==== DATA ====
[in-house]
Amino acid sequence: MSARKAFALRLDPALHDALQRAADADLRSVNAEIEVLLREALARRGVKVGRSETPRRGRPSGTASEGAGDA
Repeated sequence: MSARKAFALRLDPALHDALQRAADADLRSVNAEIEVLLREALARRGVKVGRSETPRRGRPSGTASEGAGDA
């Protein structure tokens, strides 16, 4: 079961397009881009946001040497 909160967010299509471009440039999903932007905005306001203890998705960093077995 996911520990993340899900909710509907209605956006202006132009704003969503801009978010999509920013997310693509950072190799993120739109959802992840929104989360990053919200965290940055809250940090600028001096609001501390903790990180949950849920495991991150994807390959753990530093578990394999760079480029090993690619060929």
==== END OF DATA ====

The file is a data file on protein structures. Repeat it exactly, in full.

[in-house]
Amino acid sequence: MSARKAFALRLDPALHDALQRAADADLRSVNAEIEVLLREALARRGVKVGRSETPRRGRPSGTASEGAGDA
Repeated sequence: MSARKAFALRLDPALHDALQRAADADLRSVNAEIEVLLREALARRGVKVGRSETPRRGRPSGTASEGAGDA
């Protein structure tokens, strides 16, 4: 079961397009881009946001040497 909160967010299509471009440039999903932007905005306001203890998705960093077995 996911520990993340899900909710509907209605956006202006132009704003969503801009978010999509920013997310693509950072190799993120739109959802992840929104989360990053919200965290940055809250940090600028001096609001501390903790990180949950849920495991991150994807390959753990530093578990394999760079480029090993690619060929």